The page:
High School

The middle-school experience is different from what a student faces in high school.

Because of this, Kimberly Favor, director of middle school at the Joseph and Florence Mandel Jewish Day School in Beachwood; Mike Griffith, head of school at The Lillian and Betty Ratner School in Pepper Pike; and Lauren Henkin, eighth-grade adviser and middle school language arts teacher at Gross Schechter Day School in Pepper Pike, said the transition can be stressful.

“The transition from middle school to high school is often filled with both excitement and apprehension,” Griffith said. “No matter what, change can be hard. Students who have been in a school setting for many years have learned to trust those around them. Suddenly, they are about to move away from that trusted base.”

As both Gross Schechter and Mandel JDS are Jewish day schools, much of the student body has never attended school elsewhere.

“From a day-school perspective, the kids are often leaving the only academic home they have ever known, so it can be a bit daunting especially from an academic standpoint,” Henkin said. “From student to student, it differs.”

To combat that, Favor suggests students shadow and explore many different high schools before middle-school graduation.

“All our students are encouraged to shadow different schools,” Favor explained. “It’s about determining the best fit for students. Coming from a small Jewish day school, there is definitely a difference in student numbers, diversity, staff-to-student ratio and course offerings. It’s about helping students be prepared, no matter what school they attend.”

Griffith said students should be reminded change is a process. At Ratner School, students are introduced to change as they prepare for graduation.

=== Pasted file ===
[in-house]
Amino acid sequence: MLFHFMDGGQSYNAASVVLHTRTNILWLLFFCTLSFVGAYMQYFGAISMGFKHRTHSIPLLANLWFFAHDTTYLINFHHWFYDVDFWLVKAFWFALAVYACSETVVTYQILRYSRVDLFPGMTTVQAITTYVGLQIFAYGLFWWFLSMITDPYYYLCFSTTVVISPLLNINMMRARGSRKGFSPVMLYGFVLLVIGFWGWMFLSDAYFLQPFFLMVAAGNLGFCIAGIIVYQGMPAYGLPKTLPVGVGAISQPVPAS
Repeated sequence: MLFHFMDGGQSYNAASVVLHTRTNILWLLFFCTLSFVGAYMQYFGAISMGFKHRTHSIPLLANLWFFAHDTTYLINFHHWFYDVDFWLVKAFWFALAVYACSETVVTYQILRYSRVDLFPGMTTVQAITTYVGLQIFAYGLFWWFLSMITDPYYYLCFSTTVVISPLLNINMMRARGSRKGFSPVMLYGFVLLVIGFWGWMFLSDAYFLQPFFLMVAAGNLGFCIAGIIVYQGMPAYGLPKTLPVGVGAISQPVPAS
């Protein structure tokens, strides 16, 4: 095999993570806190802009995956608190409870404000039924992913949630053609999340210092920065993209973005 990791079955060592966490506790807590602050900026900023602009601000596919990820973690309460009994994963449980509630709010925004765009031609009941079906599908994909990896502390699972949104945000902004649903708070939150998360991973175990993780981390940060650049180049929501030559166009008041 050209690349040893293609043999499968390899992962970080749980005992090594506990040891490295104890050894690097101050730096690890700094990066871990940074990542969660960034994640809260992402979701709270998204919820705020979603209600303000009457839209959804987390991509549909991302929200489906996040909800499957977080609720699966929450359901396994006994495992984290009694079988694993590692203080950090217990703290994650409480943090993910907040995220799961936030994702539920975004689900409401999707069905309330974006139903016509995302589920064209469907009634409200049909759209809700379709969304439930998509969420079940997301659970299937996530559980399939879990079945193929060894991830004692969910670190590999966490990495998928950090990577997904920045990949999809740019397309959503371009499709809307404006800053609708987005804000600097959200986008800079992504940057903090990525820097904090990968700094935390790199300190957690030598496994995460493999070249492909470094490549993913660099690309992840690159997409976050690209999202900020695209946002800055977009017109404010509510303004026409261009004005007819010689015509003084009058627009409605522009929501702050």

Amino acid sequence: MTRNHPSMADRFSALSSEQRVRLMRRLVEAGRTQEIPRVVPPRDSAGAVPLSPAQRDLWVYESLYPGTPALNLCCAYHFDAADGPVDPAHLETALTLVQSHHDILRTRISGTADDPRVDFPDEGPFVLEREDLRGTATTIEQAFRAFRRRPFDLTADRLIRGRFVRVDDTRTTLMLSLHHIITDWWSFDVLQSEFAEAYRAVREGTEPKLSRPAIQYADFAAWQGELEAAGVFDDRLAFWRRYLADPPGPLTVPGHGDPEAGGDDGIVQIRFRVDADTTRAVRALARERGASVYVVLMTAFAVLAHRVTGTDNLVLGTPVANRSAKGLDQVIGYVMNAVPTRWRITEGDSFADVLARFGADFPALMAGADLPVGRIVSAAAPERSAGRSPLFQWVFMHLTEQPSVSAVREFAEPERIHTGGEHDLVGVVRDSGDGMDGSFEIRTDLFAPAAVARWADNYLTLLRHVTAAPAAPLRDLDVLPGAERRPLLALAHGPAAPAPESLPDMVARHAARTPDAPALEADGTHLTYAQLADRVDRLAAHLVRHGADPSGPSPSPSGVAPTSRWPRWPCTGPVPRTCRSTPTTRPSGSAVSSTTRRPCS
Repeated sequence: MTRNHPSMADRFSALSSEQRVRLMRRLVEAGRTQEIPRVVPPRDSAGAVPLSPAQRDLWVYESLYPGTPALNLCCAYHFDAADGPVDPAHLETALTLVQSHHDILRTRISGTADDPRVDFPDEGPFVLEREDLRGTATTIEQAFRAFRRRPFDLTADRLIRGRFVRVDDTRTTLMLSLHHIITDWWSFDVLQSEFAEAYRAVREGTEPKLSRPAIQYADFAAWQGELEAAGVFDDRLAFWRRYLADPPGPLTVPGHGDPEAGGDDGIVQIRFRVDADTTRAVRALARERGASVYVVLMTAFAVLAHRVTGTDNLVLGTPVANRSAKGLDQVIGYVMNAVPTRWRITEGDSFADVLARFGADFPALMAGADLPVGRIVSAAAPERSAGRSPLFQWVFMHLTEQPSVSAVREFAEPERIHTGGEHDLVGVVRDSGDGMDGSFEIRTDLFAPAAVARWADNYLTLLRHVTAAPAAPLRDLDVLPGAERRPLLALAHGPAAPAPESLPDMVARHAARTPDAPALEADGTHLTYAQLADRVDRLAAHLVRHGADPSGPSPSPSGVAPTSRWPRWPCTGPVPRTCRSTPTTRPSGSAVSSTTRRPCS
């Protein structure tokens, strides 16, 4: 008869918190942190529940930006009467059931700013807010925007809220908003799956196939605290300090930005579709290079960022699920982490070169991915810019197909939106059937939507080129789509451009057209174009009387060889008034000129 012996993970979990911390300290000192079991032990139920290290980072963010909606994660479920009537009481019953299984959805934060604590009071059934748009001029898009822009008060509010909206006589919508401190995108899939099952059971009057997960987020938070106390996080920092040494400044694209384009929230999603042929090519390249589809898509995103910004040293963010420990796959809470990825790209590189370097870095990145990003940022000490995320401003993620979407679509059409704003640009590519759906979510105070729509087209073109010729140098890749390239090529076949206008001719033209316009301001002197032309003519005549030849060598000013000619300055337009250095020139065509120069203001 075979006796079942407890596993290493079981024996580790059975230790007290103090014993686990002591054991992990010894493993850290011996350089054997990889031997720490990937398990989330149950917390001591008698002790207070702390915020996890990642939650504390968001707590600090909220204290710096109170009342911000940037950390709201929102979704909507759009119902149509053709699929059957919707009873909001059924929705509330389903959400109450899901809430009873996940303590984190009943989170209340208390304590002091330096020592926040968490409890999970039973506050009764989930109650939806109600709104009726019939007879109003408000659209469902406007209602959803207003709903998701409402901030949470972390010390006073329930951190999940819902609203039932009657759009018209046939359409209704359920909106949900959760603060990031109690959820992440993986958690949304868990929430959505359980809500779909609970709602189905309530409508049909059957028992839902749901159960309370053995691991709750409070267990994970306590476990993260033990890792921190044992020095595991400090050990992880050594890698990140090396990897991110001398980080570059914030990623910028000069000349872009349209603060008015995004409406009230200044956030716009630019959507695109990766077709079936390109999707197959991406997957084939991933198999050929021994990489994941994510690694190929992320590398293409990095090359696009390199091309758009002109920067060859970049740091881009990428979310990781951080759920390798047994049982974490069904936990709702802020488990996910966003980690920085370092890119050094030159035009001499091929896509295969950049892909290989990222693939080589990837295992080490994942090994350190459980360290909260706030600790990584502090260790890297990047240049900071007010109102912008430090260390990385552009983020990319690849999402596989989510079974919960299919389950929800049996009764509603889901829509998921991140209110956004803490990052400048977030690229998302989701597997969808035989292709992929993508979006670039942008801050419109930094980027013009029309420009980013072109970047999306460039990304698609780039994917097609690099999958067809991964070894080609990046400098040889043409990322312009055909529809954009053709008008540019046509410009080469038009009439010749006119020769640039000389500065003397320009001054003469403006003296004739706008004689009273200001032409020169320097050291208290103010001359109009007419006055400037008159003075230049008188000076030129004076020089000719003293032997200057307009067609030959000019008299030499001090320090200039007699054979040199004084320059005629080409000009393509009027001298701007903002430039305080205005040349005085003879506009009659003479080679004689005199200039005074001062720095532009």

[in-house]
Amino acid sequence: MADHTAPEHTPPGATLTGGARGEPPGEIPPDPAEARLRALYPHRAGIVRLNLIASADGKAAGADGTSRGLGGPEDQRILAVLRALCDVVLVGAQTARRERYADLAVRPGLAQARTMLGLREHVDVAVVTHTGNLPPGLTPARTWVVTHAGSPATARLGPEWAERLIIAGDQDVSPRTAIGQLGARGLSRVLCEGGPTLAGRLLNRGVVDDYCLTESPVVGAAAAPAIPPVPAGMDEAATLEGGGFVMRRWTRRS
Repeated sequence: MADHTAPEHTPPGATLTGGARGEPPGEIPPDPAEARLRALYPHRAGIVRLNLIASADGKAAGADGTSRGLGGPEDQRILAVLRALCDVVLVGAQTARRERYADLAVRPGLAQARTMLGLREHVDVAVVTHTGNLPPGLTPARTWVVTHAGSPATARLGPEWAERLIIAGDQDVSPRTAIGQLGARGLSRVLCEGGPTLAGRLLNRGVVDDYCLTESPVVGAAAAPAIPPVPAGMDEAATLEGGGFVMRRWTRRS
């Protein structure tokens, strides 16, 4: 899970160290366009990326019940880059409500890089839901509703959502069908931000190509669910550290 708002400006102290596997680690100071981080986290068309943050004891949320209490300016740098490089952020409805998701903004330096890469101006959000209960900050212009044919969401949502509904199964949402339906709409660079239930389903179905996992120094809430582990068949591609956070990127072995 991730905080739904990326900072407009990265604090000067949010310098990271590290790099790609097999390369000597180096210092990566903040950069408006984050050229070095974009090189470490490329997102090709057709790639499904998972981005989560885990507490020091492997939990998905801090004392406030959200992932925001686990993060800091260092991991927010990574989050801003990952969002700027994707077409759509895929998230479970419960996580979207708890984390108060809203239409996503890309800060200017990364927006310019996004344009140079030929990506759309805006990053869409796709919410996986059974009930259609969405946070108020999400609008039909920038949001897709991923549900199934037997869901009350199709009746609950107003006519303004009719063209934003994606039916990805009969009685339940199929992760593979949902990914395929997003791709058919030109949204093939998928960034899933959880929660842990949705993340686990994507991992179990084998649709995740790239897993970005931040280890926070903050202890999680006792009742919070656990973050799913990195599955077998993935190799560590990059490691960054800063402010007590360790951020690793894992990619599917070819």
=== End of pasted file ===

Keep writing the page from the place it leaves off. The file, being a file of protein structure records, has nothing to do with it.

“Support the students holistically in academics, social and emotional strength, executive functioning, coping skills and resiliency,” he stated. “All these tools will help them be prepared, regardless of the setting they enter to navigate the early stages and get a solid footing. We work in all these areas in the classroom. ... Also, we support students throughout the entire high school process.”

In preparation for high school, Favor said Mandel JDS students are taught to develop a strong sense of identity, specifically within Judaism.

“We encourage our students to get involved in Jewish youth groups and that helps them stay connected to their Jewish community,” she said. “We help them build resiliency because they’re going to encounter obstacles in high school. We want them to face them and bounce back stronger.”

Henkin added Gross Schechter classes “spend a lot of time” discussing the transition to high school.

“I have worked in the high school setting before, so for me, it’s about making students feel as though they are competent and ready,” she explained. “We talk a lot about the different opportunities that will present themselves in high school. Also, a lot of eighth grade is focused on taking ownership, whether that is academics or personal needs. It’s about teaching students how to handle things in a mature setting.”

Though high school is about independence, the educators said parents should also be involved in the transition.

“Make the unfamiliar become familiar,” Griffith suggested. “But all this said, you know your child. If it creates too much greater anxiety, back off and don’t make it a big pressure cooker. Be a cheerleader, push if needed and deescalate if required. A parent’s job is to help maintain the appropriate balance.”

Favor added parents should be “calm and supportive.”

“High school is the opportunity to give (students) more independence and make their own decisions,” she said. “They have to learn how to learn from their mistakes. It’s about advocating from the sidelines and allowing students to take the reins a little bit.”

Henkin said, “Parents should remain in a coaching position. They’re there to observe what is going on and intervene when needed. But, they become less of a pilot. It is making sure kids are self-sufficient, which is a big transition in itself.” 

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